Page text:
Snap Judgment, United Shades of America, and Open Engagement

So much going on all the time … even if I were good at this it would be hard to keep up.

Our own Watani Stiner is telling stories on the air this week. The nationally syndicated radio show Snap Judgment features Watani this week, telling stories about his early days in San Quentin, being interviewed by Truman Capote, his escape, and more. Check out “For Love and Revolution” here.

He is also on Pop-up Magazine’s new feature, Phone Stories. For a limited time (not sure how long), you can call this number: 415-529-6057, and you’ll hear Watani tell you a 2-minute story about his escape. Eventually it’ll be archived on the site.

The next excitement is Episode 2 of W. Kamau Bell’s new show, United Shades of America, featuring a number of San Quentin Creative Writing Class members.



Yesterday at the Open Engagement arts conference at the Oakland Museum, Troy Williams and Watani Stiner, along with other former Arts in Corrections artists Isiah Daniels, Henry Frank, and Dennis Crookes, spoke about their experiences in the arts program at San Quentin. It was one of those moments where it’s just so obvious how important it is, and it feels really good to be a part of it. I was very grateful I got to be there and hear their insights and inspiration.

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Prison Renaissance is Born! (reborn?)


photo by Peter Merts

There is a new movement afoot–or perhaps the movement is not new, but now named. Two Brothers in Pen, Emile DeWeaver and Rahsaan Thomas, have co-founded Prison Renaissance. Let me give it to you in their own words, from their new website,

What is Prison Renaissance?

The Renaissance of the 1400s brought the rebirth of reason in Europe, and the 1920s saw the rebirth of African-American art & literature in the Harlem Renaissance and its echoes.

Prison Renaissance began with a group of incarcerated artists who experienced a rebirth of their human values. Artistic expression changed the way they see themselves. Art and education will allow them to help change how other incarcerated people see themselves — as citizens and community builders instead of outsiders and burdens. We hope that a return to civic duty among incarcerated-Americans will change how the public views its incarcerated population — the largest in the world.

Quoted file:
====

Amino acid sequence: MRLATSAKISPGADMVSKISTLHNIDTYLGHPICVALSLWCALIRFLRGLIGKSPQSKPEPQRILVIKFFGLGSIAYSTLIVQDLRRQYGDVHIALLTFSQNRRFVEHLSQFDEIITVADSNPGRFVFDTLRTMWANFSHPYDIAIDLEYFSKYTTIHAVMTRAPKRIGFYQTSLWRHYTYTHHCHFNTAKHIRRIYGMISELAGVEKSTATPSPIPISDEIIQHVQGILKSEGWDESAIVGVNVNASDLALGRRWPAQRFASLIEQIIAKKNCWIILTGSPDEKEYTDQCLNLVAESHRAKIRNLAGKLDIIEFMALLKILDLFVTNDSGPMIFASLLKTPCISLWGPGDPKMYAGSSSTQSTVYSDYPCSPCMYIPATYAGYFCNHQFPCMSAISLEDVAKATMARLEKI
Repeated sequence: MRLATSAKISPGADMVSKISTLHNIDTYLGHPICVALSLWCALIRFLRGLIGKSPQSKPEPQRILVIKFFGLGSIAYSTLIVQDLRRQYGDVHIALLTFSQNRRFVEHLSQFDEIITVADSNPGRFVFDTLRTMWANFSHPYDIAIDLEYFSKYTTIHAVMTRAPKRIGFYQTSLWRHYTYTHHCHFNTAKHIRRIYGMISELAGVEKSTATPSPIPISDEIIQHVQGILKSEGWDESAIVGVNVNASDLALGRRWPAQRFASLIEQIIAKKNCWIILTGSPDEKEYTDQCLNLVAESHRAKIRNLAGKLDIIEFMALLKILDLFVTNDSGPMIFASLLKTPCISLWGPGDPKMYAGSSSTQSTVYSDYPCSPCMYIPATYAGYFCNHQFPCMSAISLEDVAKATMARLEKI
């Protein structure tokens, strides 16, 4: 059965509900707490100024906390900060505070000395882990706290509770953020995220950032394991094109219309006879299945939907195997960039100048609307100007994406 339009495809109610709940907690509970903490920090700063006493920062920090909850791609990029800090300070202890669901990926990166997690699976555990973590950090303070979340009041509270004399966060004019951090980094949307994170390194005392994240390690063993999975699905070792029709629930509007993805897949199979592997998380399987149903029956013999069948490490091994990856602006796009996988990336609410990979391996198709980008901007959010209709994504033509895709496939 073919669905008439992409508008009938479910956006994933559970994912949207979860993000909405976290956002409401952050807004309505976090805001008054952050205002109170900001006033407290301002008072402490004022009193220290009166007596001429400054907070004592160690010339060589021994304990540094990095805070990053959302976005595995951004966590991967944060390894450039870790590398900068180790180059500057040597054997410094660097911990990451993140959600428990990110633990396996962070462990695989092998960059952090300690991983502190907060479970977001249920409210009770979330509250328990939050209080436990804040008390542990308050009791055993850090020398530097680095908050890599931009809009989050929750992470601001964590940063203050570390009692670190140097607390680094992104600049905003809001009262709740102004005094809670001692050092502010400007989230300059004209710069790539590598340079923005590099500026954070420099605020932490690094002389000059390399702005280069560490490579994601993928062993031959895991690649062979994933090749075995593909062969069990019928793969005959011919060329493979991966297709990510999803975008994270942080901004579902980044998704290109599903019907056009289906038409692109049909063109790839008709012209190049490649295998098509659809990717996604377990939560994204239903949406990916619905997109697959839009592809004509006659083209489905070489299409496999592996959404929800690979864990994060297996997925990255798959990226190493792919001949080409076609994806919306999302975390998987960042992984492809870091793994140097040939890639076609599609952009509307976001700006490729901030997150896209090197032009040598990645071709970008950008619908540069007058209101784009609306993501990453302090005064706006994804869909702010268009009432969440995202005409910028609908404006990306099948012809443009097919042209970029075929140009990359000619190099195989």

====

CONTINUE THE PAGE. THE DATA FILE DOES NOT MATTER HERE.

Our Mission & Goals

To use the art and community to create a culture of transformation to end cycles of incarceration

To reduce prison populations

To inspire civic responsibility in incarcerated people, as a step toward rehabilitation and reintegration into society

To use art as a vehicle to create proximity between the general public and incarcerated people

To use art as a vehicle to transform the lives of incarcerated people


Co-founder/Editor: Emile DeWeaver
Co-founder: Rahsaan Thomas
Administrator/Editor: Camille Griep

These two eloquent writers are giving shape to an energy that is already on the move. Please take a look at their website and be a participant in and a champion of this emergent movement. #prisonrenaissance !

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Two Brothers in Pen members on NBC

Check out extremely eloquent Brothers in Pen Rahsaan Thomas and Emile DeWeaver, along with other incarcerated Americans at San Quentin, speaking with NBC Bay Area reporter Steven Stock. The first link is the longer “Behind the Scenes” interview, and the second is the shorter news story which was broadcast on Feb. 26.

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Brothers in Pen, in pictures

How is it that I never posted anything about our amazing 10th Annual Public Reading in November? How much amazingness does it take for me to get around to putting something on this blog?

It was a fantastic day. We had a record number of guests. Unfortunately, due to a communication glitch, we missed out on being in the ARC building and ended up in the Multifaith Chapel, which was very nice except that it only had room for our outside guests and no San Quentin guests.

Peter Merts, as always, took fantastic pictures of the event, along with portraits of the writers, and you can see them here:

Here are a few more, but you can see them all at the link above: